Spring of 1814 - Capt. William McKay, formerly of the 5 th Battalion, Canadian Embodied Militia, was appointed commanding officer of the Michigan Fencibles. He was soon promoted to the rank of Major of the Militia. He had come out with Dickson (of the Indian Dept.) in the fall of 1813. When the British heard that the Americans were establishing a fort at Prairie du Chien, the fur traders, alarmed, raised two companies of volunteers which were commanded by Major McKay with the local rank of lieutenant colonel. The force left Mackinac on June 28 th & arrived at Prairie du Chien July 17. After brisk action the American garrison capitulated. The British named the fort " Fort McKay."
-this information - Michigan History, winter 1973, pp. 287-289, by Brian
Leigh Dunnigan
Could he have been David's father?
Peter McKinley
1810 - ?
Lightkeeper, 1859-60
James McKinley, 1814 - ? [brother of Peter] - had stone?
He was from Fairport, Ohio-born Jamestown, Ohio-and is supposed to have been a cousin of the President.3 Pres. McKinley's grandparents were from Co. Donegal.
About 1849 he bought out Alva Cable at Whiskey Point. He also raised cattle, some of which were stolen by the Mormons.4 His store was on the Point at the time of the gun "battle," July 4, 1850.
Thomas Bedford worked for him & the whipping is supposed to have been because he gave information to McKinley about the Mormon stealing. (-Mrs. Williams)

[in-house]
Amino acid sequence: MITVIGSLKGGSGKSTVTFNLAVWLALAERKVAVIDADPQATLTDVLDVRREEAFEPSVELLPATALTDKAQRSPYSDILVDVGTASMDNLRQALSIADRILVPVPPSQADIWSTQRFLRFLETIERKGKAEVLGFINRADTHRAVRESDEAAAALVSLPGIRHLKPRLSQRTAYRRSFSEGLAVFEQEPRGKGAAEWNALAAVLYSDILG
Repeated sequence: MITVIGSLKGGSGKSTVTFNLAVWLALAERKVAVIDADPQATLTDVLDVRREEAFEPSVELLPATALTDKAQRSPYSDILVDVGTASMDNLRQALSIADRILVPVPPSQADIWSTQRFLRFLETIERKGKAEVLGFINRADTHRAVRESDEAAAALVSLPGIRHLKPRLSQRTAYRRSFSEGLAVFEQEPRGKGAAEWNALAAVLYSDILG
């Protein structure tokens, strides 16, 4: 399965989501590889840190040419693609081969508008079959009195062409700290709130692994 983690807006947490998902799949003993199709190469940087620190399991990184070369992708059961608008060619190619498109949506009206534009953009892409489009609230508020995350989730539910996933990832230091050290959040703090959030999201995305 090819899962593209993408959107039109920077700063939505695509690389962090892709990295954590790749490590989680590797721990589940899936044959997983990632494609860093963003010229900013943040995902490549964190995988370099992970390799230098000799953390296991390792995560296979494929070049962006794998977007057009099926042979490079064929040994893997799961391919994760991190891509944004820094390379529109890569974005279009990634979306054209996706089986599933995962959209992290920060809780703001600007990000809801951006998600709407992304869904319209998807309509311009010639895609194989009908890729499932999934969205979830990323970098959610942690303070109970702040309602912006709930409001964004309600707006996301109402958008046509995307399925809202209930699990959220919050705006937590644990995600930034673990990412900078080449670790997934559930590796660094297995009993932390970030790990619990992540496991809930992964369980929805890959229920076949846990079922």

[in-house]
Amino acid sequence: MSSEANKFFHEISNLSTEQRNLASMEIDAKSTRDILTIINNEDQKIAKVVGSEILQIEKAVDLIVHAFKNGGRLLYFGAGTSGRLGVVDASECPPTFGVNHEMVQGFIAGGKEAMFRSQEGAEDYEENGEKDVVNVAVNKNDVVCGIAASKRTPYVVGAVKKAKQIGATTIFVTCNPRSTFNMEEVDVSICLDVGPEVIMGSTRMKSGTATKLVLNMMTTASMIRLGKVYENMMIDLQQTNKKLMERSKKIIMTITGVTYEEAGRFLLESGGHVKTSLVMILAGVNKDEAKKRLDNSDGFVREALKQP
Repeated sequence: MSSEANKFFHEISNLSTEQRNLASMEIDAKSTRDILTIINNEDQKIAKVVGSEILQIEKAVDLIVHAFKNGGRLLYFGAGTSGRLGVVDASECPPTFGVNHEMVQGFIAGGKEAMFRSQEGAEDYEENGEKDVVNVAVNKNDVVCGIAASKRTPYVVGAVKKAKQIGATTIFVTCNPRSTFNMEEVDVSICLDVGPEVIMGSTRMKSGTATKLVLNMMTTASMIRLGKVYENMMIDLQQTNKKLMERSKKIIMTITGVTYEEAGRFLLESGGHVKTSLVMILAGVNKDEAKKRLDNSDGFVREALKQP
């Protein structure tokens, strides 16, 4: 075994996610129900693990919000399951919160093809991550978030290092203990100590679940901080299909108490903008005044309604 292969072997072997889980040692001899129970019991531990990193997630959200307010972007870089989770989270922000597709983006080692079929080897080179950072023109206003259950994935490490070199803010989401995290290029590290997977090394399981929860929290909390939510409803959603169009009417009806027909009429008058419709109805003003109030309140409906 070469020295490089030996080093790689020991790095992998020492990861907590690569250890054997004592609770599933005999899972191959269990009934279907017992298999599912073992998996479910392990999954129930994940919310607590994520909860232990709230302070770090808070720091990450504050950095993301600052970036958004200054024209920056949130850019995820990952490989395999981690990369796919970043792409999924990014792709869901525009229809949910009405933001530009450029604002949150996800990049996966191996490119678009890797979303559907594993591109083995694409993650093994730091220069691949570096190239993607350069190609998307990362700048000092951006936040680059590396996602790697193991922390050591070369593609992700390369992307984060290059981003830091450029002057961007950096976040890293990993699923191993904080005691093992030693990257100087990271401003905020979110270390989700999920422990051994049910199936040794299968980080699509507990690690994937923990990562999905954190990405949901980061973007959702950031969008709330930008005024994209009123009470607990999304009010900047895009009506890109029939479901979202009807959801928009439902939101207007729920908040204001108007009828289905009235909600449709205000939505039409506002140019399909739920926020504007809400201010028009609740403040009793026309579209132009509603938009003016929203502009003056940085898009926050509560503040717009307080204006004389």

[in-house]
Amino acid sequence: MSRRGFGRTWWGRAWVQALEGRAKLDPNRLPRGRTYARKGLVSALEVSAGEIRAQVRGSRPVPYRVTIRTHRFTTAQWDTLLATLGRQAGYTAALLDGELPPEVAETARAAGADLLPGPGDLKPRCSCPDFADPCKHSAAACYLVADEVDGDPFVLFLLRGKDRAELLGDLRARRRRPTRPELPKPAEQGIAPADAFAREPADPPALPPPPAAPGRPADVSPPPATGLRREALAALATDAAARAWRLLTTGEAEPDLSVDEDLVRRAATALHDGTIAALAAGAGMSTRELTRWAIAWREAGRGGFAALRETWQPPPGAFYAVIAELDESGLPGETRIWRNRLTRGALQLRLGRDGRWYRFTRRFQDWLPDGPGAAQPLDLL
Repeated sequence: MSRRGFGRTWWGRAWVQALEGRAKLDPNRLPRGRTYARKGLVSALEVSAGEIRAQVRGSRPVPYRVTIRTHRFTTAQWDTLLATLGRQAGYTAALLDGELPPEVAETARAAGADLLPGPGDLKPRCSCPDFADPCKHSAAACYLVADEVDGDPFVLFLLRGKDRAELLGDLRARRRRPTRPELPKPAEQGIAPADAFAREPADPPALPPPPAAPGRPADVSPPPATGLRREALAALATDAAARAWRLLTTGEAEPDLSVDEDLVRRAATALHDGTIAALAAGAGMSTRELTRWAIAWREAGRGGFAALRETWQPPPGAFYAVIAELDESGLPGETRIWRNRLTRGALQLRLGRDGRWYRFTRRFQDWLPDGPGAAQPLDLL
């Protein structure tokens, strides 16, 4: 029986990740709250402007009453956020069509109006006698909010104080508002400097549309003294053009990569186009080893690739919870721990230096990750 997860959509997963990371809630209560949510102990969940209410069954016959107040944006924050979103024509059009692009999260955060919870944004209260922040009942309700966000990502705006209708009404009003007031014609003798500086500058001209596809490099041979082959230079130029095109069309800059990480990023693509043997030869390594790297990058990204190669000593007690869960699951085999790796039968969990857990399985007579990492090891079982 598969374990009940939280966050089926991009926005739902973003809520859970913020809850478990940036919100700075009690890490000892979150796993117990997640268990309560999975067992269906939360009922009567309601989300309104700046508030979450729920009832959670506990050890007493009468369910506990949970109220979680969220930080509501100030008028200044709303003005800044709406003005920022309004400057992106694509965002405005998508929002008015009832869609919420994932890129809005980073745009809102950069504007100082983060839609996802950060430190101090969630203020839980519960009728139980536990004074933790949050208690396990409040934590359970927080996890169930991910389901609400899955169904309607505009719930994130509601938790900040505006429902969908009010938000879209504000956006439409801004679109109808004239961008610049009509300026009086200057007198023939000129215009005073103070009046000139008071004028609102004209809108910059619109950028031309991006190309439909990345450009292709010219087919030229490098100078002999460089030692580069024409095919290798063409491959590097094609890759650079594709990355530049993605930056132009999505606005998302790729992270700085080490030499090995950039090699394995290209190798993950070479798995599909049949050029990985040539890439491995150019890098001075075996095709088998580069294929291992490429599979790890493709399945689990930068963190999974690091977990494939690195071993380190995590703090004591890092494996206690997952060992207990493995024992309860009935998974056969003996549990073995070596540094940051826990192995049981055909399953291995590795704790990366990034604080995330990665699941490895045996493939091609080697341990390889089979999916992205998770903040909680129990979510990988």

McKinley moved his family to Mackinac because of the Mormons in the summer of 1852, but he was back by 1857. At this time he set up his business at what had been the Adrich Dock during Mormon times. This is what I know as "the King Place." At that time it was called "the Gregg Property." In '57 he was in the state legislature, the business run in his absence by his brother Harrison. - "Child of the Sea"
Peter was postmaster Sept. 19, 1851 - Feb. 24, 1852 (during Mormon times).
A James M. McKinley was postmaster Sept. 19, 1857 - May 16, 1861 (is this the "Grandpa McKinley" Mrs. Williams talks about?) Peter's father? No, his brother.
When did he leave if he was postmaster in 1852? Did he leave right after Feb. 1852?
He was one of the complaintants against Strang in the proceedings of July 1851 that resulted in the trial in Detroit.
There is a record of a transfer of property in 1851 from him to Robt. Buchan, T38-R10-I2.5
In summer 1857, when Mrs. Williams returned she says Peter McKinley was serving in the State Legislature & didn't return to B.I. until late fall. In the meantime his business was being run by his brother Harrison.6
Mrs. Williams says he followed his Lyman Granger as keeper of the Harbor Light & served nine years, 1860-1869. "He lost his health soon after the appointment," but his younger daughters Effie & Mary lived with him & tended the light. She also mentions Effie McKinley as a school teacher. There was a 3 rd girl - Sarah, the eldest.
Land office:
Sept. 1859 - Peter McK. bought lots 2 & 3 Sec 2-38-10, 69.3A, $86.62 1/2 . Beach just S. of Little Sand B.
? 1861 - Peter McK. sold to Robt. Buchan these lots.
Sept. 9, 1861 (pencil) - James D. McK. Lot 1 Sec 36 & Lots 2 & 3 Sec 25-38-10 (Beach N. Of Martin's Bluff).
({ink} July 26, 1877 - Philip Gall. - this land 140A, $10 F.C. 1883)
Aug. 1, 1861 - Jas. M. McK. - ____7 Lot 3 Sec 36-38-10 (very close to Eiche's)
(Neil Gall. filed in 1899, Can. 1906. It was pat in 1920 by Armidoes Brown.)
Peter McKinley
(card #2)
1860 census:
Peter McKinley 50 lighthouse keeper born N.Y.
Effie McKinley 20 ----------------- born Mich.
Mary McKinley 15 --------------- born Mich. (kept the light, 1860-1869)